It’s time to rediscover Booker T. Washington, says Kenneth M. Hamilton, author of Booker T. Washington in American Memory.

In a 10-minute conversation with The Bookmonger, Hamilton explains why Washington was the most important and influential African American of his time, why so many people mourned his death, why his reputation recently has fallen on hard times–and how we may need his message now more than ever.

Jim Geraghty of National Review and Greg Corombos of Radio America react to ‘Face the Nation’ host John Dickerson admitting the media are responsible for their own credibility problem by getting things wrong and engaging in “hysterical” coverage.  They also groan as the nation’s largest gathering of conservatives gives the highest-profile speaking slot to Milo Yiannopoulos before rescinding it in a swirl of controversy.  And they examine C-SPAN’s rankings of all former presidents and find several curious decisions.

It’s another very special episode of HWX, with Brian Ward and Paul Happe discussing the critical issues of our times.   Topics addressed include:

*  Sean Spicer and Stephen Miller press relations – is it the end of the modern media as we know it?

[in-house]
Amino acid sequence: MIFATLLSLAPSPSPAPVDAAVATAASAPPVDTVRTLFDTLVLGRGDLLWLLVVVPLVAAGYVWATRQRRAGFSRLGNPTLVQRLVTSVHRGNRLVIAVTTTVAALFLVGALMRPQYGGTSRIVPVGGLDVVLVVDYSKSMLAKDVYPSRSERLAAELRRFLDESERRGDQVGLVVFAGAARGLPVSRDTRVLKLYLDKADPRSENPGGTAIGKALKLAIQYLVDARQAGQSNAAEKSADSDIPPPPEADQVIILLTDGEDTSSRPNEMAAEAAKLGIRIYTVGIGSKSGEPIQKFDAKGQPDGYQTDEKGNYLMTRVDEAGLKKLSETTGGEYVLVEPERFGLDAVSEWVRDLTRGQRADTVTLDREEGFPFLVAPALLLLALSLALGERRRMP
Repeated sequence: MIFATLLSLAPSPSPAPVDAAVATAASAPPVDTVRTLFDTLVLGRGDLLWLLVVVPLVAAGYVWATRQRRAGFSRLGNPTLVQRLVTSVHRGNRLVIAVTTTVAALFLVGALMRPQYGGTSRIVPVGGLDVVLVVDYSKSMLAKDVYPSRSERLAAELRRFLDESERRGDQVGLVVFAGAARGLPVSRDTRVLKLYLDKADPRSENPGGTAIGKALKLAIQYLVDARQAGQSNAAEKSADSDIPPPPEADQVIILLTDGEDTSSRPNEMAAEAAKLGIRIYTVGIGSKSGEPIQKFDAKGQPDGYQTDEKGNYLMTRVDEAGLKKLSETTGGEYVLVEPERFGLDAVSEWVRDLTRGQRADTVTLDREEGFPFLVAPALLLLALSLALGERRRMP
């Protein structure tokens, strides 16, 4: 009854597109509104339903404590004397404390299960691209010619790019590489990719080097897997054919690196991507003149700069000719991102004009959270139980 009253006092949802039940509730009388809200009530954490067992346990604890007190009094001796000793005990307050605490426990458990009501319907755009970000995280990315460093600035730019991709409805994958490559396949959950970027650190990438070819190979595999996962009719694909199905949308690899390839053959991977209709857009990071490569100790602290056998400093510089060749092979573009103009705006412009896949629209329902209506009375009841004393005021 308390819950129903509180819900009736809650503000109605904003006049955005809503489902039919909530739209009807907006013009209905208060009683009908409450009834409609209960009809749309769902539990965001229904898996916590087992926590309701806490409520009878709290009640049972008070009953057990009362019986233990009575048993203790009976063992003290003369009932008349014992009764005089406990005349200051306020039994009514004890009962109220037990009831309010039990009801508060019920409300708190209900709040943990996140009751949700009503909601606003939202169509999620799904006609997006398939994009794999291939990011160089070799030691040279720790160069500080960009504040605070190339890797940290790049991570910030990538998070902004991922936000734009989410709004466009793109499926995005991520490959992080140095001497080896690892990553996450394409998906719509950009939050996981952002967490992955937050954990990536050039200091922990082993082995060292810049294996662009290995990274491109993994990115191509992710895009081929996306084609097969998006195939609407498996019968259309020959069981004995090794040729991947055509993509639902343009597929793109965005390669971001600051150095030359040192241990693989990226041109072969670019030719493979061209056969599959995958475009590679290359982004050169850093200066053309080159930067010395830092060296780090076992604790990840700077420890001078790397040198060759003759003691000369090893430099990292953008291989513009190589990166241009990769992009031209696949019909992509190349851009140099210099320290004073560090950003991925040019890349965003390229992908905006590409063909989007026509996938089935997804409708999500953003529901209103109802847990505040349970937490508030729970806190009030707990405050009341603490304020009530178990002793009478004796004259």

“These are the times that try men’s souls,” wrote Thomas Paine over two centuries before Chuck Schumer or Nancy Pelosi began trying the soul of an entire nation. Our own Dave Carter was feeling especially soulful after some news events last week, and decided to voice his thoughts on a special edition of Radio Deplorable. The resulting podcast was written, produced, edited, mixed, sliced and diced by Dave, leading us to suspect that he missed his calling. Asked to comment, he says, “I’m not sure what that calling was, but I agree that I probably missed it.” We think you’ll find the ensuing 10 minutes enjoyable.

James Kirchick is the author of an important new book: “The End of Europe: Dictators, Demagogues, and the Coming Dark Age.” He and Jay talk it over: the nationalist-authoritarians and their “pope,” Vladimir Putin; Madame Le Pen in France; the role of Germany; the importance of Ukraine.

Is Greece a goner? Is the EU anything but a menace? What about the Americans?

Conservatives are united in praise of Neil Gorsuch, but what do those terms – originalism, textualism, and so forth – really mean? Ed Whelan, former Scalia clerk and president of the Ethics and Public Policy Center, joins to explain all.

Jay and Mona then chew over President Trump’s week. Flynn, Conway, nuclear holocaust, anti-Semitism, Electoral College tallies, truth, lies, and the rock ’em sock ’em press conference. Other topics include Down syndrome, and the courage and love of parents.